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Knoxville prepares for small cell infrastructure

Knoxville wants everyone to have access to this new infrastructure and ensure it is also in the interests of the city’s aesthetics

The cells can be installed on city-owned assets such as light poles
The cells can be installed on city-owned assets such as light poles

CNX, a leader in providing broadband master planning and programme management services to municipalities across the US, has announced a new partnership with the City of Knoxville in Tennessee.


The city has selected CNX to provide wireless and telecommunications consultation services including reviewing existing guidelines and regulations for small cell installations on city right-of-way, inventorying city-owned assets, and creating a programme to manage requests to attach to city-owned infrastructure.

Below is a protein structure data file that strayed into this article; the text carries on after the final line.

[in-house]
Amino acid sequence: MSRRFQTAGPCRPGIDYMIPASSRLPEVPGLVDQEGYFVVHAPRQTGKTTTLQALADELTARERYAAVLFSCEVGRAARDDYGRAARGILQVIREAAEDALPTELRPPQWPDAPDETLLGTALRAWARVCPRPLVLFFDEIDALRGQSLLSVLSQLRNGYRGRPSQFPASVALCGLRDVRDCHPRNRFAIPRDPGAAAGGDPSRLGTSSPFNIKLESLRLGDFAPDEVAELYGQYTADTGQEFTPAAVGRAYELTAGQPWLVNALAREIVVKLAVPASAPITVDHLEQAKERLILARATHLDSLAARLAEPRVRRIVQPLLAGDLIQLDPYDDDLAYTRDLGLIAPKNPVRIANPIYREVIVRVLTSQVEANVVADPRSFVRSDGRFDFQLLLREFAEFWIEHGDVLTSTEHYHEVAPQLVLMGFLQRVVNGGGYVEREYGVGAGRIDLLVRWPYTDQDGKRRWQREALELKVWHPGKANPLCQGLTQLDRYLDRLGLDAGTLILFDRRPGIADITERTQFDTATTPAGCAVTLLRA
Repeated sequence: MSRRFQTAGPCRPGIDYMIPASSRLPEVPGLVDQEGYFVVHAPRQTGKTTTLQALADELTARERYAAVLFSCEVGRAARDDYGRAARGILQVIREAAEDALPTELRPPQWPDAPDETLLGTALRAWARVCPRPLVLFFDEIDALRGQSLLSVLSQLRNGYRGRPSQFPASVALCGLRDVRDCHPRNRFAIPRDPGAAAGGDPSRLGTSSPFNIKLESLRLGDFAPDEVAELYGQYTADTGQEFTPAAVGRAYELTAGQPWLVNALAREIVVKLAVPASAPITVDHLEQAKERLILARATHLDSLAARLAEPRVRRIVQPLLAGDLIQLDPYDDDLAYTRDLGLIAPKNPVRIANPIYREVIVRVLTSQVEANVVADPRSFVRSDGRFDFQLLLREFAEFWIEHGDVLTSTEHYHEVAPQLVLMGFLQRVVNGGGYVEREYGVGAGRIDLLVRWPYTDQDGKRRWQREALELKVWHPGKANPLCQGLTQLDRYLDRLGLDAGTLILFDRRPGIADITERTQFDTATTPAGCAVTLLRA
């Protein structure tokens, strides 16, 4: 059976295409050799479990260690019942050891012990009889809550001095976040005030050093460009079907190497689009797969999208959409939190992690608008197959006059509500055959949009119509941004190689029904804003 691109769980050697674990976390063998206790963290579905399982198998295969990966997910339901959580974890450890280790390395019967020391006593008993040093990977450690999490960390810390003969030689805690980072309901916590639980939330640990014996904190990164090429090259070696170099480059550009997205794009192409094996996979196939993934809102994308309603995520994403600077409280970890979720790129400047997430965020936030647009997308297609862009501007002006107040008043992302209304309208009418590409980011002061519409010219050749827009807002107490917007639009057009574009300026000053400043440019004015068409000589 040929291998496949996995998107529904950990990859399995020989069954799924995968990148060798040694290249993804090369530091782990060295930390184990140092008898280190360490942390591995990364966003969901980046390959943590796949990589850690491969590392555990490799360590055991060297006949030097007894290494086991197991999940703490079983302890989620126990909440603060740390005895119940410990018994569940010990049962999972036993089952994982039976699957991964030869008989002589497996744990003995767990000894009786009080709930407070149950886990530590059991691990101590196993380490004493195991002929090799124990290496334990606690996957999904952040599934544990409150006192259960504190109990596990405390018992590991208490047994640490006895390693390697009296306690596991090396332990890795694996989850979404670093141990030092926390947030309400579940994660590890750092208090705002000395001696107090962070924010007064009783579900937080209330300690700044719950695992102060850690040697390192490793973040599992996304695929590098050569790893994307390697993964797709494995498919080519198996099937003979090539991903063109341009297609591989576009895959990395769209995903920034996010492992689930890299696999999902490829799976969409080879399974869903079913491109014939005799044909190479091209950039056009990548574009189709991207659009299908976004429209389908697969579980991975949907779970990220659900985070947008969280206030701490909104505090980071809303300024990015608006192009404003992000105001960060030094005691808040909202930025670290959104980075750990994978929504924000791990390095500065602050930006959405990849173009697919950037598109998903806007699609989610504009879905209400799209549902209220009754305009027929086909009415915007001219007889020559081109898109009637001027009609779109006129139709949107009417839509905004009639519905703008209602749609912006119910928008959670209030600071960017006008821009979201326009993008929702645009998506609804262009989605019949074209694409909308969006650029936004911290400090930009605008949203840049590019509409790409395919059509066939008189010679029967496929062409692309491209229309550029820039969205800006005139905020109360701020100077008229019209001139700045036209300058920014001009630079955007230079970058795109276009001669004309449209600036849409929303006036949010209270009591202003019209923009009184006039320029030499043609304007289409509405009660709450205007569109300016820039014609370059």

"We are proud to partner with the City of Knoxville to help them prepare their city for small cell deployment,” said CNX regional director, Hunter Stuart. “By taking steps to inventory their publicly owned assets and modernise their ordinances, the city will be well positioned to deploy 5G services more quickly."


In order to meet growing demand for wireless services, it is estimated carriers will seek to deploy hundreds of thousands of small cells in densely populated urban areas. These small cells can be installed on existing city-owned infrastructure like light poles.


Work is already underway with the city staff to develop a comprehensive and equitable city-wide policy to help streamline requests for cell towers, micro-cells and distributed antenna systems on publicly owned assets. CNX has agreed to deliver a full plan to the city by 31 March 2018.


"The City of Knoxville will benefit from CNX’s expertise," said Jim Hagerman, the city’s director of engineering. "As telecommunication companies move forward with small cell installations, our emphasis is on Knoxville being a smart city.


“That means moving toward everyone having access to this new infrastructure, but installing it in ways that protect the interests of the city and the aesthetics of our neighbourhoods."


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